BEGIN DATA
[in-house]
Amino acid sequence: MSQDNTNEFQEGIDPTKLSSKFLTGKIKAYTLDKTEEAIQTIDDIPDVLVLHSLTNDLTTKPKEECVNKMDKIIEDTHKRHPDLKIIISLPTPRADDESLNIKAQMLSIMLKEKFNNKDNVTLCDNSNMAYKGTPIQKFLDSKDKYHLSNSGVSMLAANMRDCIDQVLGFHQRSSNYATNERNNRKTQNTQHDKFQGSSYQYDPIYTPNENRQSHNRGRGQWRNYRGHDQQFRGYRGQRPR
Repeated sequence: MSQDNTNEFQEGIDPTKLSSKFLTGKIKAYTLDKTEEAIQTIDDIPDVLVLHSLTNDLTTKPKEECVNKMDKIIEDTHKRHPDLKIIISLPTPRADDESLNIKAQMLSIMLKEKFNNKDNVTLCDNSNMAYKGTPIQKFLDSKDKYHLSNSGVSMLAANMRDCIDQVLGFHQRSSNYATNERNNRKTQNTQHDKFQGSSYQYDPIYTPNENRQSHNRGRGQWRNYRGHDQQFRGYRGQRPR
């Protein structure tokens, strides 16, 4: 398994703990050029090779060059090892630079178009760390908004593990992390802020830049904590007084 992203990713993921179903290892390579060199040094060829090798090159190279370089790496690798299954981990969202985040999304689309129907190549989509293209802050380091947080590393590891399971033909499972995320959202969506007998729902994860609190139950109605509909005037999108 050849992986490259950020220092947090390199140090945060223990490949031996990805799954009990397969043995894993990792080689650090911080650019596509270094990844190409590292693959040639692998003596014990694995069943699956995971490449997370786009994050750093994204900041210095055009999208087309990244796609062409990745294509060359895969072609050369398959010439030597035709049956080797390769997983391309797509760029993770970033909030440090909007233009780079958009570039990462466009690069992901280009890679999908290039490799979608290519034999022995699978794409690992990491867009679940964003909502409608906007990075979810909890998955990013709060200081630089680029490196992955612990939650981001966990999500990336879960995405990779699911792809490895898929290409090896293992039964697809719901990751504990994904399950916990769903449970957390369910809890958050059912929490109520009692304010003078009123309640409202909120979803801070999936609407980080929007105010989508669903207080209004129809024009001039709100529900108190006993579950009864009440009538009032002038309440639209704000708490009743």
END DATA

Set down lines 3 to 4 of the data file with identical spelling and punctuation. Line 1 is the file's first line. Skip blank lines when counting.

Repeated sequence: MSQDNTNEFQEGIDPTKLSSKFLTGKIKAYTLDKTEEAIQTIDDIPDVLVLHSLTNDLTTKPKEECVNKMDKIIEDTHKRHPDLKIIISLPTPRADDESLNIKAQMLSIMLKEKFNNKDNVTLCDNSNMAYKGTPIQKFLDSKDKYHLSNSGVSMLAANMRDCIDQVLGFHQRSSNYATNERNNRKTQNTQHDKFQGSSYQYDPIYTPNENRQSHNRGRGQWRNYRGHDQQFRGYRGQRPR
């Protein structure tokens, strides 16, 4: 398994703990050029090779060059090892630079178009760390908004593990992390802020830049904590007084 992203990713993921179903290892390579060199040094060829090798090159190279370089790496690798299954981990969202985040999304689309129907190549989509293209802050380091947080590393590891399971033909499972995320959202969506007998729902994860609190139950109605509909005037999108 050849992986490259950020220092947090390199140090945060223990490949031996990805799954009990397969043995894993990792080689650090911080650019596509270094990844190409590292693959040639692998003596014990694995069943699956995971490449997370786009994050750093994204900041210095055009999208087309990244796609062409990745294509060359895969072609050369398959010439030597035709049956080797390769997983391309797509760029993770970033909030440090909007233009780079958009570039990462466009690069992901280009890679999908290039490799979608290519034999022995699978794409690992990491867009679940964003909502409608906007990075979810909890998955990013709060200081630089680029490196992955612990939650981001966990999500990336879960995405990779699911792809490895898929290409090896293992039964697809719901990751504990994904399950916990769903449970957390369910809890958050059912929490109520009692304010003078009123309640409202909120979803801070999936609407980080929007105010989508669903207080209004129809024009001039709100529900108190006993579950009864009440009538009032002038309440639209704000708490009743």